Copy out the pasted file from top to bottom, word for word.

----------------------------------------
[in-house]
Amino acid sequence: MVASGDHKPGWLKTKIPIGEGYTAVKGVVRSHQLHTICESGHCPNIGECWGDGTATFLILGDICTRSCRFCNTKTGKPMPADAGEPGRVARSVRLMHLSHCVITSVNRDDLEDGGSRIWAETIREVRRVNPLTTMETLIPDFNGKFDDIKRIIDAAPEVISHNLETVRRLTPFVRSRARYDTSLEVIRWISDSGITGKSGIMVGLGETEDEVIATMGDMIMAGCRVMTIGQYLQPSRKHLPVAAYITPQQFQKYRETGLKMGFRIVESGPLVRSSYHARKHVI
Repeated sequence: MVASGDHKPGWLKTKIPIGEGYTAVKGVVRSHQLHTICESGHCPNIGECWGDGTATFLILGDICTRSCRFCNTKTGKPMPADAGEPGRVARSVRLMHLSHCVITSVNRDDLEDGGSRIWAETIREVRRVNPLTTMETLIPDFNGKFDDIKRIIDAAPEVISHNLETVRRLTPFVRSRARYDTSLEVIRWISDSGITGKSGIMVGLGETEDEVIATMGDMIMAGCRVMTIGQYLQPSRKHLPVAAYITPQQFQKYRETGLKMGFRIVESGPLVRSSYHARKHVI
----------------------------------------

[in-house]
Amino acid sequence: MVASGDHKPGWLKTKIPIGEGYTAVKGVVRSHQLHTICESGHCPNIGECWGDGTATFLILGDICTRSCRFCNTKTGKPMPADAGEPGRVARSVRLMHLSHCVITSVNRDDLEDGGSRIWAETIREVRRVNPLTTMETLIPDFNGKFDDIKRIIDAAPEVISHNLETVRRLTPFVRSRARYDTSLEVIRWISDSGITGKSGIMVGLGETEDEVIATMGDMIMAGCRVMTIGQYLQPSRKHLPVAAYITPQQFQKYRETGLKMGFRIVESGPLVRSSYHARKHVI
Repeated sequence: MVASGDHKPGWLKTKIPIGEGYTAVKGVVRSHQLHTICESGHCPNIGECWGDGTATFLILGDICTRSCRFCNTKTGKPMPADAGEPGRVARSVRLMHLSHCVITSVNRDDLEDGGSRIWAETIREVRRVNPLTTMETLIPDFNGKFDDIKRIIDAAPEVISHNLETVRRLTPFVRSRARYDTSLEVIRWISDSGITGKSGIMVGLGETEDEVIATMGDMIMAGCRVMTIGQYLQPSRKHLPVAAYITPQQFQKYRETGLKMGFRIVESGPLVRSSYHARKHVI